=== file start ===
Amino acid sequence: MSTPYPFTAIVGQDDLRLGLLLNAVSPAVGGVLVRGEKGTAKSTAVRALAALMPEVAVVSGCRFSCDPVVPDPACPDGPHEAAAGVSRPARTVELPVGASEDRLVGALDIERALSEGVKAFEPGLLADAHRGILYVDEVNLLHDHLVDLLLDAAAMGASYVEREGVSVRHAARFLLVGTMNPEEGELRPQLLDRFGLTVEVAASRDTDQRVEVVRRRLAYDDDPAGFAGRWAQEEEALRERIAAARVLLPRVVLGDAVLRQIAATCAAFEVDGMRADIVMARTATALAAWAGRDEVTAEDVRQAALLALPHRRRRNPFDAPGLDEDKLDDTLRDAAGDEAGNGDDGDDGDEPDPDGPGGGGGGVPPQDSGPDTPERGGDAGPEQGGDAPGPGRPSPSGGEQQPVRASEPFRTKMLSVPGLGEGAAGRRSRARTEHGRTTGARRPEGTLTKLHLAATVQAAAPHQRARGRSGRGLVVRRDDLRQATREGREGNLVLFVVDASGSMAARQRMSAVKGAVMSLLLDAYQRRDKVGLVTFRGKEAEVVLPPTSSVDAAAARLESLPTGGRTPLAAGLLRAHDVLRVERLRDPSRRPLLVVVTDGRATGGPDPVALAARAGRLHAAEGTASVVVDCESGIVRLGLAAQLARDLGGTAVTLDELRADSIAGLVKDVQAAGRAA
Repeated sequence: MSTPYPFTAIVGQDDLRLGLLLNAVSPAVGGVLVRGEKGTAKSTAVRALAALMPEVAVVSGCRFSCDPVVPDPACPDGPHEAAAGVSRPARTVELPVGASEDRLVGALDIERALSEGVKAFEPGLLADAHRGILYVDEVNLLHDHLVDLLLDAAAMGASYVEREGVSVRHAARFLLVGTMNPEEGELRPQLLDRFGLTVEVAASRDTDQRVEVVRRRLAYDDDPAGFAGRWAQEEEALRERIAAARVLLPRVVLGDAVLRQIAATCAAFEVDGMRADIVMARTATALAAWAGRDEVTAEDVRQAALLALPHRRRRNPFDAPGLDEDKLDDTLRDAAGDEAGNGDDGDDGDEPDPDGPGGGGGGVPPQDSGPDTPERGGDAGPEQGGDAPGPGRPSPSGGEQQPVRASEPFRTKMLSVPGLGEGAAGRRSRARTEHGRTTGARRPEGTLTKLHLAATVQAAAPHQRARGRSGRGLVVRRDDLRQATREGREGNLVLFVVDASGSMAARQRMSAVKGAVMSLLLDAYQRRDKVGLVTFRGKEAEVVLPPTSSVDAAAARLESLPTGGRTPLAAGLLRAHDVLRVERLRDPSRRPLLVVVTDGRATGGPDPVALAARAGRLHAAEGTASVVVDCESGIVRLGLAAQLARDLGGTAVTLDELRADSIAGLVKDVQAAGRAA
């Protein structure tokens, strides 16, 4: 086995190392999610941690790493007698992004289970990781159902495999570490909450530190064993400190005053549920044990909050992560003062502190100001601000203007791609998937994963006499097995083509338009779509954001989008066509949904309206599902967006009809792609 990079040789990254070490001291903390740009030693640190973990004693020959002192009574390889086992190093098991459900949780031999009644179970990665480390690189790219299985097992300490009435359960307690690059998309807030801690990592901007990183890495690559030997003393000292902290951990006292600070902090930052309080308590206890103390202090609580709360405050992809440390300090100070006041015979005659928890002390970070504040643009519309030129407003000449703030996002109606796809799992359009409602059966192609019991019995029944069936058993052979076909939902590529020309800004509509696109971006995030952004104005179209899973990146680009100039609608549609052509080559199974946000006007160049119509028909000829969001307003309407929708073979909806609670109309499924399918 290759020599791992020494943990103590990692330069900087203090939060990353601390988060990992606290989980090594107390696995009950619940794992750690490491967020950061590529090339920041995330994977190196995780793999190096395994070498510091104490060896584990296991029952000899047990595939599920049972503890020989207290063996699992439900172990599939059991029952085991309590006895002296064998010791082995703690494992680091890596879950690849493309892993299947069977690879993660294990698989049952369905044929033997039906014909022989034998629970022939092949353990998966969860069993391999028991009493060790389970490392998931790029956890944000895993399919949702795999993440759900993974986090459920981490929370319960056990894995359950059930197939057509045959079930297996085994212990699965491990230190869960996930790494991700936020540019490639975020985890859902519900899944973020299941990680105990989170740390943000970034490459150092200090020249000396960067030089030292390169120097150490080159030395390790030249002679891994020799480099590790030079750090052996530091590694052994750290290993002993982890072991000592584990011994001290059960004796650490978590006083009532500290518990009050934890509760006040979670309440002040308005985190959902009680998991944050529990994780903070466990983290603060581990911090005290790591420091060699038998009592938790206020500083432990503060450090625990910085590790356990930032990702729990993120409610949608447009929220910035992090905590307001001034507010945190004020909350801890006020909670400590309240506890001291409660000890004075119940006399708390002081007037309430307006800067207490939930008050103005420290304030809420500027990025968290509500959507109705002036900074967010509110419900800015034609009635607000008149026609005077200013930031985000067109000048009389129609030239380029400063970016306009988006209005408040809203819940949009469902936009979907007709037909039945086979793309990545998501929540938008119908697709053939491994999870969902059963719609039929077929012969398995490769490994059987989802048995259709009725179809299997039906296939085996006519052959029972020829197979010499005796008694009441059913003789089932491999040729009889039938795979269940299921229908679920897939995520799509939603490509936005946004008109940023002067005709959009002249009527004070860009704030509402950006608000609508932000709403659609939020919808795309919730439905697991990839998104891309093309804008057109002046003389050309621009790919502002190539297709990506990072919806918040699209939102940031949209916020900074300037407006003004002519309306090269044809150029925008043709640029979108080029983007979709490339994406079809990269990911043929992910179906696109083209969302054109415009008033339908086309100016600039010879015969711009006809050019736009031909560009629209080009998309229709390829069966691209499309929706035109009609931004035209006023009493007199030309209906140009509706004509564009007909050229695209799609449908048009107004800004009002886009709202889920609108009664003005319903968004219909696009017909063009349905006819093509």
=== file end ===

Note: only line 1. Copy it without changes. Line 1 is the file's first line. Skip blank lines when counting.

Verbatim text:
Amino acid sequence: MSTPYPFTAIVGQDDLRLGLLLNAVSPAVGGVLVRGEKGTAKSTAVRALAALMPEVAVVSGCRFSCDPVVPDPACPDGPHEAAAGVSRPARTVELPVGASEDRLVGALDIERALSEGVKAFEPGLLADAHRGILYVDEVNLLHDHLVDLLLDAAAMGASYVEREGVSVRHAARFLLVGTMNPEEGELRPQLLDRFGLTVEVAASRDTDQRVEVVRRRLAYDDDPAGFAGRWAQEEEALRERIAAARVLLPRVVLGDAVLRQIAATCAAFEVDGMRADIVMARTATALAAWAGRDEVTAEDVRQAALLALPHRRRRNPFDAPGLDEDKLDDTLRDAAGDEAGNGDDGDDGDEPDPDGPGGGGGGVPPQDSGPDTPERGGDAGPEQGGDAPGPGRPSPSGGEQQPVRASEPFRTKMLSVPGLGEGAAGRRSRARTEHGRTTGARRPEGTLTKLHLAATVQAAAPHQRARGRSGRGLVVRRDDLRQATREGREGNLVLFVVDASGSMAARQRMSAVKGAVMSLLLDAYQRRDKVGLVTFRGKEAEVVLPPTSSVDAAAARLESLPTGGRTPLAAGLLRAHDVLRVERLRDPSRRPLLVVVTDGRATGGPDPVALAARAGRLHAAEGTASVVVDCESGIVRLGLAAQLARDLGGTAVTLDELRADSIAGLVKDVQAAGRAA